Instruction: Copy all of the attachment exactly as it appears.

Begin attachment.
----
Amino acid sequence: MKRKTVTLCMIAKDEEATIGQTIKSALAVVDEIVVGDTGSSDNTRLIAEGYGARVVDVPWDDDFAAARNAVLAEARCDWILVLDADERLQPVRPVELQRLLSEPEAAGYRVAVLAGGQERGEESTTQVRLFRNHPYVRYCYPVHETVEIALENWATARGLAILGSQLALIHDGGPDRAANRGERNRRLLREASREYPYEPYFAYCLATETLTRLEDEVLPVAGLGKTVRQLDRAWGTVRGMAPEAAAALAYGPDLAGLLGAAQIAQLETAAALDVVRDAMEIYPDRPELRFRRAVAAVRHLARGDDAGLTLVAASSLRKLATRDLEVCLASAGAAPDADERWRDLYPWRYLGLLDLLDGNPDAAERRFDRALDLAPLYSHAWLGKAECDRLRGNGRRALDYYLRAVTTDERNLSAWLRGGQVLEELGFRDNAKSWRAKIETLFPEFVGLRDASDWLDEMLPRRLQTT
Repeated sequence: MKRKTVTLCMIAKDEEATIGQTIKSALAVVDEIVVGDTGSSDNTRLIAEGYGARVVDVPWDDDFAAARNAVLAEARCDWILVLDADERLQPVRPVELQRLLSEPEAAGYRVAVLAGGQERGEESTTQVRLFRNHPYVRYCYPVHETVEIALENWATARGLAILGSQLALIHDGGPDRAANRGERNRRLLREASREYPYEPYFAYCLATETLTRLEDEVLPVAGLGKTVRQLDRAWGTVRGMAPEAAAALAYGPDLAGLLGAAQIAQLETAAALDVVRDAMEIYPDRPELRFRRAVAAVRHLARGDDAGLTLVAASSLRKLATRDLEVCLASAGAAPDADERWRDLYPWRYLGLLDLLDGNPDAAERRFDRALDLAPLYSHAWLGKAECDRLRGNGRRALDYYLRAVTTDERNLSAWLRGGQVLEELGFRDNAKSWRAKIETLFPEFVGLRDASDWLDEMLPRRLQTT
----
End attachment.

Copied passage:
Amino acid sequence: MKRKTVTLCMIAKDEEATIGQTIKSALAVVDEIVVGDTGSSDNTRLIAEGYGARVVDVPWDDDFAAARNAVLAEARCDWILVLDADERLQPVRPVELQRLLSEPEAAGYRVAVLAGGQERGEESTTQVRLFRNHPYVRYCYPVHETVEIALENWATARGLAILGSQLALIHDGGPDRAANRGERNRRLLREASREYPYEPYFAYCLATETLTRLEDEVLPVAGLGKTVRQLDRAWGTVRGMAPEAAAALAYGPDLAGLLGAAQIAQLETAAALDVVRDAMEIYPDRPELRFRRAVAAVRHLARGDDAGLTLVAASSLRKLATRDLEVCLASAGAAPDADERWRDLYPWRYLGLLDLLDGNPDAAERRFDRALDLAPLYSHAWLGKAECDRLRGNGRRALDYYLRAVTTDERNLSAWLRGGQVLEELGFRDNAKSWRAKIETLFPEFVGLRDASDWLDEMLPRRLQTT
Repeated sequence: MKRKTVTLCMIAKDEEATIGQTIKSALAVVDEIVVGDTGSSDNTRLIAEGYGARVVDVPWDDDFAAARNAVLAEARCDWILVLDADERLQPVRPVELQRLLSEPEAAGYRVAVLAGGQERGEESTTQVRLFRNHPYVRYCYPVHETVEIALENWATARGLAILGSQLALIHDGGPDRAANRGERNRRLLREASREYPYEPYFAYCLATETLTRLEDEVLPVAGLGKTVRQLDRAWGTVRGMAPEAAAALAYGPDLAGLLGAAQIAQLETAAALDVVRDAMEIYPDRPELRFRRAVAAVRHLARGDDAGLTLVAASSLRKLATRDLEVCLASAGAAPDADERWRDLYPWRYLGLLDLLDGNPDAAERRFDRALDLAPLYSHAWLGKAECDRLRGNGRRALDYYLRAVTTDERNLSAWLRGGQVLEELGFRDNAKSWRAKIETLFPEFVGLRDASDWLDEMLPRRLQTT